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Folkbibliotekariers bedömning av terapeutisk potential hos skönlitteratur inför interaktiv biblioterapi / Assessments of Therapeutic Potential in Fiction Made for the Purpose of Interactive Bibliotherapy at Public Libraries

  • Martinsson, Linnéa
Publication Date
Jan 01, 2022
DiVA - Academic Archive On-line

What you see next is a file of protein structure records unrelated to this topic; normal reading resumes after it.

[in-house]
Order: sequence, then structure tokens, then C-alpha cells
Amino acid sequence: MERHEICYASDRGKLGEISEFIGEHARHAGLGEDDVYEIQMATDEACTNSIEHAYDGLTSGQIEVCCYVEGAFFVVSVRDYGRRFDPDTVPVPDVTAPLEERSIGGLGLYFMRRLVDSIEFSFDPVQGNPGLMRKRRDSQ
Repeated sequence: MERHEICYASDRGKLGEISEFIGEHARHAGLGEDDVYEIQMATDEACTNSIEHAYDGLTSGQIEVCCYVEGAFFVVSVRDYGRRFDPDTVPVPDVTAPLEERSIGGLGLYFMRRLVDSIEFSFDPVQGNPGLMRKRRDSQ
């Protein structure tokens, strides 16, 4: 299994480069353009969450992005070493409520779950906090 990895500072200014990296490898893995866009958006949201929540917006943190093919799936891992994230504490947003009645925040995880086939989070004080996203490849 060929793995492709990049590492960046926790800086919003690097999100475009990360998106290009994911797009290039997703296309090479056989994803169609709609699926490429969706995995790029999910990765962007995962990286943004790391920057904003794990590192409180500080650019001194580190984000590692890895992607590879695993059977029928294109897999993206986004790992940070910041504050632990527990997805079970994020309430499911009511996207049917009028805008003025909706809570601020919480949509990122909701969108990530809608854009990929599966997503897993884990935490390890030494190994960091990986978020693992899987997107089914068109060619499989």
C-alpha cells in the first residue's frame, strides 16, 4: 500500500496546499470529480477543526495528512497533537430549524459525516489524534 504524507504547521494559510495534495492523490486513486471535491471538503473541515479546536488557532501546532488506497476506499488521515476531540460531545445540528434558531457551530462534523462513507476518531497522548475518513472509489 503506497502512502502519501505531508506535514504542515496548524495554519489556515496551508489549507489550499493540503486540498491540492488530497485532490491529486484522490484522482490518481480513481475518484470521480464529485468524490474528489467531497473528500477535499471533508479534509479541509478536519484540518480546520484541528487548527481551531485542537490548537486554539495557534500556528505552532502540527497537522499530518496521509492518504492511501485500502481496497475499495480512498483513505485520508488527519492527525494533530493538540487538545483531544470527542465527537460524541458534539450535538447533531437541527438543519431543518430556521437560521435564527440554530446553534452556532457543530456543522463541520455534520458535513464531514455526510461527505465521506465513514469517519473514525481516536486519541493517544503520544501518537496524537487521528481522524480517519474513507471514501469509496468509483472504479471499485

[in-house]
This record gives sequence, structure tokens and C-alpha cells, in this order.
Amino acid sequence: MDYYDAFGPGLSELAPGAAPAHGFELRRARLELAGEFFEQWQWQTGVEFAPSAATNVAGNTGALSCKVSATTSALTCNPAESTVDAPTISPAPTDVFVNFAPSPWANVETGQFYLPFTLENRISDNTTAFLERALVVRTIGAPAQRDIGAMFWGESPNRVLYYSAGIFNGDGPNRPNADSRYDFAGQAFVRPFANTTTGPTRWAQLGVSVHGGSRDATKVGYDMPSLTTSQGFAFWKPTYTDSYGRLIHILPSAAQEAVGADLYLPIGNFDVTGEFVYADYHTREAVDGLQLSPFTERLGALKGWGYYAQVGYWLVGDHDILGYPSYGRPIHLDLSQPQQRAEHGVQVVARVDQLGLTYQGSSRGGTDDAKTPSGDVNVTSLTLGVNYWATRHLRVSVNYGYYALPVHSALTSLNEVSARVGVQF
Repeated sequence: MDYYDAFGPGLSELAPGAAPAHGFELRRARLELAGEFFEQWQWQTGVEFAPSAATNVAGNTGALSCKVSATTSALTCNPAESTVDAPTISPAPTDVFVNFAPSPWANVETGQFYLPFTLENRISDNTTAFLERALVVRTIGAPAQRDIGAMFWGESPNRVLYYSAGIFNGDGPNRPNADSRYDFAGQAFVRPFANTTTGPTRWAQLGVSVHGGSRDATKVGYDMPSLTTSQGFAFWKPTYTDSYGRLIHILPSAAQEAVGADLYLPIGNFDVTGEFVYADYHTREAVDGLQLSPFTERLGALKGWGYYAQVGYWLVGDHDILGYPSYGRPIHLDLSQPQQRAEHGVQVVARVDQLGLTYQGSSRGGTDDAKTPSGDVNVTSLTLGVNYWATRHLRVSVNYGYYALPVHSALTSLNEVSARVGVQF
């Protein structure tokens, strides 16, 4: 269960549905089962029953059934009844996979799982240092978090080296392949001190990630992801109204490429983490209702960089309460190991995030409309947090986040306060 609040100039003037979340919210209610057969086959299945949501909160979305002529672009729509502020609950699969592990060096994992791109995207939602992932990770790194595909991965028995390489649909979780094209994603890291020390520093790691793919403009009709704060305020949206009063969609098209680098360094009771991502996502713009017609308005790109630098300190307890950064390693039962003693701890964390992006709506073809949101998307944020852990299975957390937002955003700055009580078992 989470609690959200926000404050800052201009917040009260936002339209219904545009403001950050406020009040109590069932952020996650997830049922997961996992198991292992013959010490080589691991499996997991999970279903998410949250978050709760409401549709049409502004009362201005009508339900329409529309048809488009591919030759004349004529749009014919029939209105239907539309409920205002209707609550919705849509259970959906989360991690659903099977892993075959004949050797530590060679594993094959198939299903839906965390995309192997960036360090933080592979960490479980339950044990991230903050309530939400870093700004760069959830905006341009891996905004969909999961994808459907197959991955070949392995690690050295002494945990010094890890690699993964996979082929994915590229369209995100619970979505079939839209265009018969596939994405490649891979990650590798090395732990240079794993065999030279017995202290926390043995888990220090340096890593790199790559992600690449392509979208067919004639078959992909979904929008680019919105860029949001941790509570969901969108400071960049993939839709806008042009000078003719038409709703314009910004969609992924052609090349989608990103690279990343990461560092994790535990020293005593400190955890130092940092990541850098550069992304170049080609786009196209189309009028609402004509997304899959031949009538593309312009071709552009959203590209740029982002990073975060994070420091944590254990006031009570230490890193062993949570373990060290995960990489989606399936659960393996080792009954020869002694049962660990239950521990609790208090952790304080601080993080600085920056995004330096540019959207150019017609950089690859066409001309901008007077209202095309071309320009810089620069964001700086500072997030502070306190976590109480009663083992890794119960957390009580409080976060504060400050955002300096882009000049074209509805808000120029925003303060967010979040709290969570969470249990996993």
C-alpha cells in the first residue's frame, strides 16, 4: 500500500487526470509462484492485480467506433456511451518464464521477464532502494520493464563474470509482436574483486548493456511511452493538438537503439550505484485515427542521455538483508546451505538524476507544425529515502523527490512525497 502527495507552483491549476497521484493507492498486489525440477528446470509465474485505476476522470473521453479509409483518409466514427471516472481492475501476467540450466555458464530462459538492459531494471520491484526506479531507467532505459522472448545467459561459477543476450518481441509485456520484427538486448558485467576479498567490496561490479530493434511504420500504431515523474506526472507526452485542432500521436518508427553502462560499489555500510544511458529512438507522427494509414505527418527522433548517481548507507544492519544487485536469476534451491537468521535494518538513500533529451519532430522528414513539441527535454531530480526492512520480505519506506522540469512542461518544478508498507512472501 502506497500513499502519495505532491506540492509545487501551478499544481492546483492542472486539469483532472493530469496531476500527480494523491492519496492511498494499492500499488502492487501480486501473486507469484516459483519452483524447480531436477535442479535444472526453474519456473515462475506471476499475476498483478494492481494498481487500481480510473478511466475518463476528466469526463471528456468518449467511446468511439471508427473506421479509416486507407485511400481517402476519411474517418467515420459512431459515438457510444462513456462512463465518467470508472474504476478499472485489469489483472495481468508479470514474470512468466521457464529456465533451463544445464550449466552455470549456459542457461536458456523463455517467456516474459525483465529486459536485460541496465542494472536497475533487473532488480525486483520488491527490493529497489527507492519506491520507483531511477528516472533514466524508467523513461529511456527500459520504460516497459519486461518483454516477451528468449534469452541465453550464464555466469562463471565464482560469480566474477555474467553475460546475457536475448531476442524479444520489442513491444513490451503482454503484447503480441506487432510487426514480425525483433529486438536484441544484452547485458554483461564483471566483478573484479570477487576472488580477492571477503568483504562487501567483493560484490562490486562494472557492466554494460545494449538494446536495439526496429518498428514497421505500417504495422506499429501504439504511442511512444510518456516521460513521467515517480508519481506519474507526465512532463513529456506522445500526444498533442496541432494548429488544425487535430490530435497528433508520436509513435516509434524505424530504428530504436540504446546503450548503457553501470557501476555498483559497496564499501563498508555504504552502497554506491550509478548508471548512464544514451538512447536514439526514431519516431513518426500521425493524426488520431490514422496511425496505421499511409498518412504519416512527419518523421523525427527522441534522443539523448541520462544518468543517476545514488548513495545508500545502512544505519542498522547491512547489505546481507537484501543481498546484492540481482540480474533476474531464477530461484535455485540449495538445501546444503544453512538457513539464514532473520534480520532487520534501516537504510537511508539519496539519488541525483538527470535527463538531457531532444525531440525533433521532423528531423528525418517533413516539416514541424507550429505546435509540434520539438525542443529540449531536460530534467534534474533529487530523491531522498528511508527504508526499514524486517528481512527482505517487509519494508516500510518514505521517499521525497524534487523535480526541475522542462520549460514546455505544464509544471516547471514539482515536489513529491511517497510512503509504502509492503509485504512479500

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This thesis examines the selection of fiction made by librarians for the purpose of interactive bibliotherapy. The informants were four librarians at public libraries in north and middle Sweden. Methods used were semi-structured interviews and directed analysis of content with a theory driven approach. The theoretical framework consisted of concepts of quality discussed by Elam (2002): value subjectivism, value objectivism and value relativism. It also consisted of two concepts from bibliotherapy research which were used as a continuum and by no means mutually exclusive. These concepts were realistic literature and literature that enables escapism. The concept and contextual meaning of realistic literature stems from the work by Shrodes (1950) whose model of the bibliotherapeutic process has dominated the understanding of the conditions for bibliotherapeutic effect to appear in bibliotherapy. The value of literature that enable escapism is emphazised by Brewster (2011) and has in recent research been brought forward by Pettersson (2016). The results can be understood from the viewpoint of bibliotherapy as a three-step process in which the literature selection, i.e. the middle step, partly depends on the first step (project description, target group) and partly on expectations of what primarily constitutes the therapeutic effect: the act of reading or the social dimensions of the meeting (the third step). The results showed tendencies towards selecting literature of high quality in an objective sense, but often for other reasons than this objective quality itself. Neither realistic nor escapistic characteristics appeared to be central for the selection, but rather literature that enable multiple interpretations and raise existential questions. 

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